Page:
AND COMPARATOR
VEE COM
EXTERNAL
RESISTORS
AND CAPACITORS
FIGURE 2. ICL7139 BLOCK DIAGRAM
The ohms mode is a slight modification of the standard ratiometric technique. The standard ratiometric measurement is
accomplished by first forcing the same current through a
known and an unknown resistor. Then, by integrating the
voltage across the unknown resistor (effectively the input
voltage), and deintegrating with the voltage across the
known resistor (effectively the reference voltage), the converter can measure the ratio of unknown/known. This is the
technique that most 31/2 digit meters use. The ICL7139 cannot integrate voltages without drawing some input current.
Fortunately, this input current (the integrate and deintegrate
currents) has no effect on the accuracy of the reading, as it
exactly cancels between the integrate and deintegrate
phases. The ICL7139 has four ohm ranges that are split into
two sets of two ranges. Again, the ICL7139 autoranges
between the two ranges in each set.
AC to DC conversion is limited to line-frequency/sine-wave
measurements only. The ICL7139 starts the AC measurement by disconnecting the integrator capacitor and using the
integrator as an auto-zeroed comparator. Once synchronized to the AC input, the ICL7139 closes two autozero
loops and begins a normal integrate/deintegrate cycle. Since
diode D4 is in series with the integrator capacitor (CINT).
The timing is similar to the DC voltage mode, except that the
integration period is doubled and the ICL7139. resynchronizes to the AC input before each range’s reading. Since the
voltage across CINT is proportional to the average AC input
voltage, the ICL7139 modifies the deintegration clock to
scale the reading to RMS.
2
Additional Features
Although the line-frequency/sine-wave limitation for AC measurements seems severe, most measurements are line-frequency oriented. An alternative is to use an external RMS
converter such as an AD536 or an AD636. This technique
could extend measurements of arbitrary inputs from 40Hz to
20kHz.
Continuity detection is enabled on the lowest ohms range.
When the voltage across the unknown resistor (RX) is less
than approximately 100mV, the beeper output will drive a
2kHz square wave. Since continuity detection is independent
of the state of the conversion, it appears instantaneous to
the user. The beeper output is designed to drive a piezoelectric transducer.
Application Note 9336
CAZ
RDEINT
CINT
CINT
CAZ
TRIPLE POINT
DEINT
5
ACINT
D1
DEINT
D4
DEINT-
ACS
D2
VREF
~
ACINT D3
AZ
T
INT V/Ω
AZ
ACS
RINTV
T
AZ
+
+
INTEGRATOR
COMPARATOR
AC IN
V+
6.7V
COMMON
~
S = AZ • ACS • ACINT
T = (INT + ACS) AZ AR
ACS = AC SYNC
AR = AUTORANGE CHOPPER
AZ = AUTOZERO
INT = INTEGRATE
+
80µA
V-
FIGURE 3. ANALOG BLOCK DIAGRAM
FIRST AUTO ZERO
FIRST INTEGRATE
FIRST DEINTEGRATE
UNDERRANGE
AUTO ZERO
SECOND AUTO ZERO
SECOND INTEGRATE
SECOND DEINTEGRATE
UNDERRANGE
AUTO ZERO
THIRD AUTO ZERO
THIRD INTEGRATE
THIRD DEINTEGRATE
UNDERRANGE
AUTO ZERO
FOURTH AUTO ZERO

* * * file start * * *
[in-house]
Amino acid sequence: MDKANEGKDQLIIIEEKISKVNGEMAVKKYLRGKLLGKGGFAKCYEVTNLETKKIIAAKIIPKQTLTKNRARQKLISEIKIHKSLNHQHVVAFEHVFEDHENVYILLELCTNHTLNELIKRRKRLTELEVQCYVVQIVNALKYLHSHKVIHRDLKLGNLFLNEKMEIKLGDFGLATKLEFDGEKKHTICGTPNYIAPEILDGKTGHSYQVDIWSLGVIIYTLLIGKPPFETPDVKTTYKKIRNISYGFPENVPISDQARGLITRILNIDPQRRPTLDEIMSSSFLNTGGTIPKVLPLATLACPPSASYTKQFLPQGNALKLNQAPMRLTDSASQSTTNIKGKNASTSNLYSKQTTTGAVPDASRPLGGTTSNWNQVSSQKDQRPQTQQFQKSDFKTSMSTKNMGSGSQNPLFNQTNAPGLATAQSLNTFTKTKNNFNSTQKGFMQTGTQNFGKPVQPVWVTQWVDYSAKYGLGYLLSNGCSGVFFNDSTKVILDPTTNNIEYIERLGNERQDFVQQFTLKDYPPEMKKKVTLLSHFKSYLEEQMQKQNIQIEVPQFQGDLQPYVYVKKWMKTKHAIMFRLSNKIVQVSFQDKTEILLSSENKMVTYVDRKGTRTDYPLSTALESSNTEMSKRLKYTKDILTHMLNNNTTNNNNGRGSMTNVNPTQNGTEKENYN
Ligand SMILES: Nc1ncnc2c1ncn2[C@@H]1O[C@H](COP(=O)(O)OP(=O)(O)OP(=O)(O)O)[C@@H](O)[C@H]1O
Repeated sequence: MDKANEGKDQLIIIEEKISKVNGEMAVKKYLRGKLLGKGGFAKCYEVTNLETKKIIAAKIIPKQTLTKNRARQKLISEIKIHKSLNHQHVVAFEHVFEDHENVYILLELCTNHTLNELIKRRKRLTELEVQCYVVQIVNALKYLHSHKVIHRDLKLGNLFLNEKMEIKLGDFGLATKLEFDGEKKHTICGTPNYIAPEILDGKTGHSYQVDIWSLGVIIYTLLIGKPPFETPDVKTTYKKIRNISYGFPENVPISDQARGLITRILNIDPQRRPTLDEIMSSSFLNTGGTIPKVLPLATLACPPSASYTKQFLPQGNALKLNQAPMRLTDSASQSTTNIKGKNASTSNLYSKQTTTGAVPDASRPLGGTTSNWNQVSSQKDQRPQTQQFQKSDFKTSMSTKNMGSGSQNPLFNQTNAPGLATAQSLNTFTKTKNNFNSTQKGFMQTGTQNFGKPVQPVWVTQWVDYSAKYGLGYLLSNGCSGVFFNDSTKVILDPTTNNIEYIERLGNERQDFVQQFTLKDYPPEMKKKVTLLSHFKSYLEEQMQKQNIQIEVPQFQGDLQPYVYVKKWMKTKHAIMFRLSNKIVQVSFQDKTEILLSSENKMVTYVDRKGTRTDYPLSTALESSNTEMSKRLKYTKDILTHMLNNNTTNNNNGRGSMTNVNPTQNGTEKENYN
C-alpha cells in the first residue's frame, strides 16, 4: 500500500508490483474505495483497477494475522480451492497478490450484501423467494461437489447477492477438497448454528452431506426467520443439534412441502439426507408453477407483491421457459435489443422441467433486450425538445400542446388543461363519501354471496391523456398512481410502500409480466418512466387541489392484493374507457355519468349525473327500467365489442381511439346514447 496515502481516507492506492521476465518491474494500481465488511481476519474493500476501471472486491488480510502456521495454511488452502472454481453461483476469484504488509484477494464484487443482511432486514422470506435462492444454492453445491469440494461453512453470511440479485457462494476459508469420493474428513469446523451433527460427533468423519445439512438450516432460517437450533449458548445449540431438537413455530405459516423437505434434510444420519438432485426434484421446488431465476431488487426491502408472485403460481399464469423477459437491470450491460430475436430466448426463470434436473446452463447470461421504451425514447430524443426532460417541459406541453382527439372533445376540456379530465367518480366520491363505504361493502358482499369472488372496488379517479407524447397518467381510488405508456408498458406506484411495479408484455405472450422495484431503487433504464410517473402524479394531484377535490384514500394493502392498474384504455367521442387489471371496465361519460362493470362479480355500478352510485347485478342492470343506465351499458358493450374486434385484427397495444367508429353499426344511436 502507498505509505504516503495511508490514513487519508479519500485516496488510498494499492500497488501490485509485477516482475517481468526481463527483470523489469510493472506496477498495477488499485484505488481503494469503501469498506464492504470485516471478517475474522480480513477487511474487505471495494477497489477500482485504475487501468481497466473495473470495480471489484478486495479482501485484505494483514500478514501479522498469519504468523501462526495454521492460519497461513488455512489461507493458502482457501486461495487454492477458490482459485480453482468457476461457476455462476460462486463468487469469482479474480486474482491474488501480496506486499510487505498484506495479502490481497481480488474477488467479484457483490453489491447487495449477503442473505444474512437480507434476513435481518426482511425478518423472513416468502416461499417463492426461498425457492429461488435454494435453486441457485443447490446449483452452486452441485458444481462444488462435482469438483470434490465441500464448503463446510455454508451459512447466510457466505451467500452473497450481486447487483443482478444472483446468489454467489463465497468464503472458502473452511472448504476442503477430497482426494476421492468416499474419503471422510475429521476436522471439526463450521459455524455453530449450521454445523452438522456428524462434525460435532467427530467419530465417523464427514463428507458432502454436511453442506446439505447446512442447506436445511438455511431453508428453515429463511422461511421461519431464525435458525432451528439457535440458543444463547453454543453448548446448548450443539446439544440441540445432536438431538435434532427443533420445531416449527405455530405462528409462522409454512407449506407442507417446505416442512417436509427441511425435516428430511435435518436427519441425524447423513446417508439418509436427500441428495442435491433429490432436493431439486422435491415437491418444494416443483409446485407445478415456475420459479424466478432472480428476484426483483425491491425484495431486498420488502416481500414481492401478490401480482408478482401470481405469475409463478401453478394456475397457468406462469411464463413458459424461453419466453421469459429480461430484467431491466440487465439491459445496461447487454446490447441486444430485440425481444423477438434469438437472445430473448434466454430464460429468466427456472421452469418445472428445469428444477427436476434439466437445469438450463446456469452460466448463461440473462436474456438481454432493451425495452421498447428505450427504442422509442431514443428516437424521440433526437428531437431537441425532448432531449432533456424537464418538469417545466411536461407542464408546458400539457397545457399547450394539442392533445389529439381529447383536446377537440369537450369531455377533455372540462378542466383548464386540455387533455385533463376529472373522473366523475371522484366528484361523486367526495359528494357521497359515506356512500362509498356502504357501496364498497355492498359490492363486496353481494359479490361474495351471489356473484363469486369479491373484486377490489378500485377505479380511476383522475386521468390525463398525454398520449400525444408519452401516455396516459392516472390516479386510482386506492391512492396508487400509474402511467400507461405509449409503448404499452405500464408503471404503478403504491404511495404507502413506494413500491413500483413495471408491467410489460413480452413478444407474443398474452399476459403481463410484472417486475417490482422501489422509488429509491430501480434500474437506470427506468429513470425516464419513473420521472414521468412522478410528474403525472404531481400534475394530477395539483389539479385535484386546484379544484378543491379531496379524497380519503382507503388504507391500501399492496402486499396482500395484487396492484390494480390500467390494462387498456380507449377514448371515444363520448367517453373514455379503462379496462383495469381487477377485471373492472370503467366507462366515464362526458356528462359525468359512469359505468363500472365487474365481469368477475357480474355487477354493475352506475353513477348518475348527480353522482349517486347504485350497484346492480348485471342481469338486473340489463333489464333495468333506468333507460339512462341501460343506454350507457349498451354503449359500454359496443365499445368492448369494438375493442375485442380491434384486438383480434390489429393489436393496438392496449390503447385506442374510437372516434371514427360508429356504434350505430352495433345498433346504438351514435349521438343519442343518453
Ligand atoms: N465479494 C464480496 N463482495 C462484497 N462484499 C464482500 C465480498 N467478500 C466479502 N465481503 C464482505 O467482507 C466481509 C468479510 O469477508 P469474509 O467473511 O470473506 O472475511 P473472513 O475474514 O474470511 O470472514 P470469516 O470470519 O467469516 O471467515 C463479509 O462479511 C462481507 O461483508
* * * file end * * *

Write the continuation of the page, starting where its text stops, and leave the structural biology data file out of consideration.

FOURTH INTEGRATE
FOURTH DEINTEGRATE
AUTO ZERO
0 1 2 3 4 5 6 7 8 9 10 11 12 13 14 15 16 17 18 19 20 21 22 23 24
FIGURE 4. LINE FREQUENCY CYCLES (1 CYCLE = 1000 INTERNAL CLOCK PULSES = 2000 OSCILLATION CYCLES)
3
Application Note 9336
tion current (VREF/RDEINT) directly from the reference for
negative voltage inputs, but not for positive voltage inputs. To
eliminate rollover error (the difference between a positive
voltage reading and the same negative voltage reading), the
output impedance of the reference should be smaller than
RDEINT/4000.
Range jumping is a common problem in autoranging DVMs.
This phenomenon occurs when the DVM is unable to lock
into on range due to noise near the range entry/exit point. A
small amount of digital hystersis was added to keep the
ICL7139 from range jumping.
The duplexed display-driver section has 2 backplane drivers
and 21 segments drivers. The typical display has 3 decimal
points, 11 annunciators, and 33/4 digits (up to 3999) of seven
segment digits. The display-driver section is powered from
VCC to Digital Common. The ICL7139 is designed to use a
standard 9V battery. When the supply voltage drops below
7V, the low battery annunicator is turned on. This is approximately 200mV before the internal reference (Analog Common) drops out of regulation.
The ratiometric ohms can be modified to read Siemens (the
inverse of ohms). By reversing the roles of the reference
resistor and the unknown resistor, the display will read Siemens. This extends the upper limit of resistance from 4mΩ
to well beyond 10MΩ.
Putting the ICL7139 to Work
The real advantage of the ICL7139 is the simplicity and low
cost of building a DVM. Three applications are discussed.
Design Trade-offs and System
Considerations
The ICL7139 retains many of the features of the popular
ICL7106, but some new design constraints must now be
dealt with. The reference capacitor has been removed from
the ICL7139, thus lowering the system cost and improving
the response speed in the ohms mode. However, this also
requires the internal amplifiers to have high common-mode
rejection, causing parasitic capacitances to play a more
important role in the determination of offset errors.
The first application is a 20-range DVM (see Figure 5). There
are 4 AC/DC voltage ranges, 4 AC/DC current ranges, and 4
resistance ranges. The maximum voltage/current/resistance
that can be measured is 400V, 4A, and 4MΩ, respectively. The
minimum resolution of each range (voltage/current/resistance)